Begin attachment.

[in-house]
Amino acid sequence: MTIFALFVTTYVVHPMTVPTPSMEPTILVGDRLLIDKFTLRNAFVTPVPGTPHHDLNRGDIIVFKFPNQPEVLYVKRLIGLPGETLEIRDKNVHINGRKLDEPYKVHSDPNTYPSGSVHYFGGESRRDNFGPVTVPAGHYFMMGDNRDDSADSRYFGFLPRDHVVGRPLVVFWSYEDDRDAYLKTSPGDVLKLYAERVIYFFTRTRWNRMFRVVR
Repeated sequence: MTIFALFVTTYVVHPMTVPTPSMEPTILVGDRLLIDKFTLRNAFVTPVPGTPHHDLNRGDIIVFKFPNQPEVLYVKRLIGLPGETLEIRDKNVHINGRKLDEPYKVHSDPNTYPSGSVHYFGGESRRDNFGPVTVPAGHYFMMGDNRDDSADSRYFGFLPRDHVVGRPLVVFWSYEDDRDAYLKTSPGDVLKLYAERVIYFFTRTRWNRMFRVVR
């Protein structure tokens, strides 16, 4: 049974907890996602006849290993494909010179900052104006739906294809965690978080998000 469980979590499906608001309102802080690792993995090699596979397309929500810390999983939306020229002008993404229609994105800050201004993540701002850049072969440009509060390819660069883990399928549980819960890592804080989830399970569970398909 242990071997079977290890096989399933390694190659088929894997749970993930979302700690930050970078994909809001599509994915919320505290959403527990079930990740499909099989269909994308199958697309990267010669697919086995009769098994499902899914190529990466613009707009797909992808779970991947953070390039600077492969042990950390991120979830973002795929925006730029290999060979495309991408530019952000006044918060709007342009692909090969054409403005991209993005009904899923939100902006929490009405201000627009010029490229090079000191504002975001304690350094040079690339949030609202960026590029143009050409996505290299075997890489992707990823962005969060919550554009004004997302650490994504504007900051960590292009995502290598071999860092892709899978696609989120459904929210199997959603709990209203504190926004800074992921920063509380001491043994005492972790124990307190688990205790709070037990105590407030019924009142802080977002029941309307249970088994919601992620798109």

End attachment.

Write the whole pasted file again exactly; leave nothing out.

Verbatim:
[in-house]
Amino acid sequence: MTIFALFVTTYVVHPMTVPTPSMEPTILVGDRLLIDKFTLRNAFVTPVPGTPHHDLNRGDIIVFKFPNQPEVLYVKRLIGLPGETLEIRDKNVHINGRKLDEPYKVHSDPNTYPSGSVHYFGGESRRDNFGPVTVPAGHYFMMGDNRDDSADSRYFGFLPRDHVVGRPLVVFWSYEDDRDAYLKTSPGDVLKLYAERVIYFFTRTRWNRMFRVVR
Repeated sequence: MTIFALFVTTYVVHPMTVPTPSMEPTILVGDRLLIDKFTLRNAFVTPVPGTPHHDLNRGDIIVFKFPNQPEVLYVKRLIGLPGETLEIRDKNVHINGRKLDEPYKVHSDPNTYPSGSVHYFGGESRRDNFGPVTVPAGHYFMMGDNRDDSADSRYFGFLPRDHVVGRPLVVFWSYEDDRDAYLKTSPGDVLKLYAERVIYFFTRTRWNRMFRVVR
């Protein structure tokens, strides 16, 4: 049974907890996602006849290993494909010179900052104006739906294809965690978080998000 469980979590499906608001309102802080690792993995090699596979397309929500810390999983939306020229002008993404229609994105800050201004993540701002850049072969440009509060390819660069883990399928549980819960890592804080989830399970569970398909 242990071997079977290890096989399933390694190659088929894997749970993930979302700690930050970078994909809001599509994915919320505290959403527990079930990740499909099989269909994308199958697309990267010669697919086995009769098994499902899914190529990466613009707009797909992808779970991947953070390039600077492969042990950390991120979830973002795929925006730029290999060979495309991408530019952000006044918060709007342009692909090969054409403005991209993005009904899923939100902006929490009405201000627009010029490229090079000191504002975001304690350094040079690339949030609202960026590029143009050409996505290299075997890489992707990823962005969060919550554009004004997302650490994504504007900051960590292009995502290598071999860092892709899978696609989120459904929210199997959603709990209203504190926004800074992921920063509380001491043994005492972790124990307190688990205790709070037990105590407030019924009142802080977002029941309307249970088994919601992620798109």